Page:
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Intratumoral IL-12 delivery empowers CAR-T cell immunotherapy in a pre-clinical model of glioblastoma

Original author: Giulia Agliardi et al. Nat Commun (2021) (DOI: 10.1038/s41467-020-20599-x)



Content writer – Clinical

July 29, 2022


Glioblastoma multiforme (GBM) is the most common and aggressive form of primary brain cancer in adults. It accounts for about 60-70% of gliomas. The standard treatment regimen for GBM is tumor resection followed by radiotherapy and concomitant chemotherapy with temozolomide. However, GBM has high recurrence attributed to the infiltrative nature of the tumor, and also a dismal prognosis with a poor median survival of around 14 months, hence there is a need for more effective therapies. In this arena, immunotherapy treatment directed towards T-cells with tumor specificity may be a promising therapeutic strategy.

Research overview

The treatment with chimeric antigenic receptor (CAR) T-cells is preferable to treat intracranial tumors due to the ability of T- cells to access the central nervous system (CNS), and penetrate the infiltrative sites of the tumor, and show antitumor activity.  But the CAR-T cells efficacy may be impaired by various adaptive immune-suppressive responses. CAR – T cell therapy alone was not sufficient to eradicate GBM. However, an additional or a combinational therapeutic option was added to overcome tumor heterogeneity and the altered tumor microenvironment (TME). In this scenario, Interleukin 12 (IL – 12), a proinflammatory cytokine with potent tumor suppressor activity has been implemented as a combination agent with CAR T- cells in the present study. IL – 12 directly supports the cytotoxic activity of T- cells as well as plays a role in reshaping the TME to achieve antitumor immunity.


In the present study, in the first phase, an immunocompetent orthotopic syngeneic mouse model of GBM was used to evaluate the anti-tumor activity of EGFRvIII-specific murine CAR-T cells as a single agent which was administered by intravenous injection. Also, the efficacy of EGFRvIII-directed CAR-T cells in vivo in mice was tested. The first phase consisted of an evaluation of recombinant single-chain IL-12 fused to the Fc portion of murine IgG3   (hereafter called IL-12:Fc)  as a single agent in an orthotopic syngeneic mouse model with GBM. In the second phase, a combinatorial immunotherapy approach was designed where the local intratumoral delivery of a single dose of IL-12:Fc was administered along with systemic  (intravenous) CAR – T cell therapy. Tumor growth was monitored using a magnetic resonance imaging (1T-MRI) system by measuring the tumor volumes.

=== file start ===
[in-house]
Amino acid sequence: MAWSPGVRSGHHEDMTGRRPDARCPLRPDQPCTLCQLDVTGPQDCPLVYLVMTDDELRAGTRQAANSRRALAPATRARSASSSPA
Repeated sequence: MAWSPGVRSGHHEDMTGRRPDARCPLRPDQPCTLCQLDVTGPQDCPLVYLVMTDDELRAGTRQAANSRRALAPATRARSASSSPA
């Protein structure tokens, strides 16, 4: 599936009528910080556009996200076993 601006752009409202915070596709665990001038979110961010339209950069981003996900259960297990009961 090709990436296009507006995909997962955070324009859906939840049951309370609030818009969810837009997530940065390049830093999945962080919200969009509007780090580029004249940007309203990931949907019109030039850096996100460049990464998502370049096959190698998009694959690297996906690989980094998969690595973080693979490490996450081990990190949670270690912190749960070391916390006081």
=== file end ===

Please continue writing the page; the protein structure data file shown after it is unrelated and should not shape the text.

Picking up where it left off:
The results of the present study demonstrated that both the single therapies were only able to delay tumor growth to a certain extent, whereas the combination of systemic EGFRvIII-specific CAR infusion and local IL-12:Fc administration eliminated tumors in most treated mice and showed a synergistic effect on the overall survival. Moreover, combination treatment with IL-12:Fc and CAR-T cell therapy showed significantly improved survival as compared to either treatment alone. Also, local delivery of a single dose of IL-12 improves the efficacy of CAR-T cells. Therefore, the authors have reported that the data has demonstrated that combined IL-12 and CAR-T cell therapy promotes an effective and persistent anti-tumor response, even in the context of a poorly immunogenic model.

Impact of the research

The benefit of combined therapy of CAR - T cells and local IL – 12, is multifaceted as the administration of IL -12 at the tumor site improves the efficacy of CAR T – cells in aggressive and poorly immunogenic tumors and thus also affect the transferred CAR –T cells, T – cell compartment and the myeloid cells in TME in preclinical models which helps in reshaping the TME and achieving antitumor immunity. Hence, the present study showed that the local administration of IL – 12, overcomes the barriers which are encountered by the CAR-T cell therapy in GBM. Thus, the authors have suggested trials for clinical studies of the combinational approach of systemic CAR –T cell therapy along with intratumoral administration of IL-12 in patients with GBM.

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